Discover the first chapter of Silverlegs by Camilla Monk, available since 8/27/2019 as an ebook and paperback.
I didn’t think; I just ran.
I remember the forest, my sandals squishing the marshy ground, my mud-soaked dress, the musky scent of earth after the rain. I was taller than most girls my age and I ran fast. Even as a child I had no trouble catching up with wayward ibexes—and let me tell you those nasty little nutsacks could dash to the other end of a field in the blink of an eye, and you’d best step aside when they felt like ramming into something or someone. I never thought of my speed as a survival skill until that day, but I needed to put as much distance between the farm and me as I could. So, I ran, under the rain, past gray hills that faded in the clouds, down the road we took to go to the Bride’s Lake, and into the woods.
Back then I had the legs of a fifteen-year-old and the brain to go with them: a dry pea rolling around in my skull. I should have grabbed a loaf of bread before bolting out of the kitchen, or maybe I should have just gone to my mother and told her. Would she have listened? Would she have cared? Would the words have even come out, past the knot in my throat, in between exhausted breaths? Perhaps it was for the best after all that I was this blank slate, a being too simple to feel and think deeply. I only knew the burning in my leg muscles, the prickling pain of branches lashing at me. And that other pain, deep inside.
I didn’t even cry; I just ran until I couldn’t hear his howls, and I didn’t look back. I raced along the lake’s shore until I could no longer recognize any of the trees. I was far past the spot where my stepbrothers and I usually took the ibexes to drink, perhaps three leagues away from our house. At last I slowed down, feeling my legs shaking under me. I pressed a hand over the erratic drumming in my rib cage and leaned against the massive trunk of a sigillaria, finding some measure of comfort against the rough bark.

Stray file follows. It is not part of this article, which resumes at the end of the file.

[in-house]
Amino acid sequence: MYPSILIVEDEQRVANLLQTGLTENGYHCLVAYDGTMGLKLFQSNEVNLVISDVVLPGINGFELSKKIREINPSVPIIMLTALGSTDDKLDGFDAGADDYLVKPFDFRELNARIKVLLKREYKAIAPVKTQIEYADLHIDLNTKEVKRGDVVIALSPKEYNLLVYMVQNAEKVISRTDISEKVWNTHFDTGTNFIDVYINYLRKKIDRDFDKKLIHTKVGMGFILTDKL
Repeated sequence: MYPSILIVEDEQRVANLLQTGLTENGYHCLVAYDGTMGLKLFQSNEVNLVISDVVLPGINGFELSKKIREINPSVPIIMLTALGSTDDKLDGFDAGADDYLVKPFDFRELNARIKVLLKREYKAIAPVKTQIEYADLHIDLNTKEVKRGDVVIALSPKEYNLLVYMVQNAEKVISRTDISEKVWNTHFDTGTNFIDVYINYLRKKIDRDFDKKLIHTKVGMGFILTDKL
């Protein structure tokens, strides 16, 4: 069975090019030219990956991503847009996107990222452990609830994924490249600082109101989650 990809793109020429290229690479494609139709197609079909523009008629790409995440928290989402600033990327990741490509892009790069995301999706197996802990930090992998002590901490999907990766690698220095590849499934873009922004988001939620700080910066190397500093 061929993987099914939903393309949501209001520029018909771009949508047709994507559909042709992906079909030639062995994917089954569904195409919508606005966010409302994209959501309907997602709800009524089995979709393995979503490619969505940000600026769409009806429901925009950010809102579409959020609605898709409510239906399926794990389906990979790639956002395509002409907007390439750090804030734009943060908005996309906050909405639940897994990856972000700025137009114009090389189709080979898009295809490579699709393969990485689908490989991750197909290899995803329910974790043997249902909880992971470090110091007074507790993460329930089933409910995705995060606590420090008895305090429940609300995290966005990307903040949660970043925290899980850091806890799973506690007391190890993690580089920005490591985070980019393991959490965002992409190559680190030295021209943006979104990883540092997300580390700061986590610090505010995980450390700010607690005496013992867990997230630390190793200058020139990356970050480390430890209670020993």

It was hard to tell with this gray sky, but the moons would probably rise soon, and night would fall. Already, on the other side of the lake, a few patches of crusamantes were starting to glow softly. Once it was dark, insects would be drawn to the frosty pink of their luminescent petals—the last thing they’d see before those eerily beautiful flowers snapped shut and digested them.
I drew a shivering breath and looked down at the brownish stains covering the coarse fabric of my dress. Mud and blood. Either my mother or one of the boys would have heard his screams and found him by now. I had little doubt whose side they’d take. Like a spear plunging into my belly and twisting my guts, I had the sick certainty that if they found me, the punishment would be my last. I could never go back there. A loud gurgle rising from my midsection reminded me that staying curled under this tree wasn’t much of an option either.
I gazed at a tangle of dead wood floating on the lake’s silvery surface, as if it might hold some sort of answer. A sign? I squinted my eyes at a grayish blot peeking through the gnarled branches. Horror prickled up my spine when I recognized a human face. The muscles in my legs coiled with the urge to run away from the monster floating toward me. I hesitated just long enough to realize that the features were bloated, yet peaceful. The strange mask of death.
I took a few cautious steps toward the water to get a better look at the shadow drifting my way, caressed by tendrils of milky mist as if he were truly traveling from this world to another, a place the living could never comprehend. There was something metallic on him that reflected the dying light, possibly armor. A soldier, then?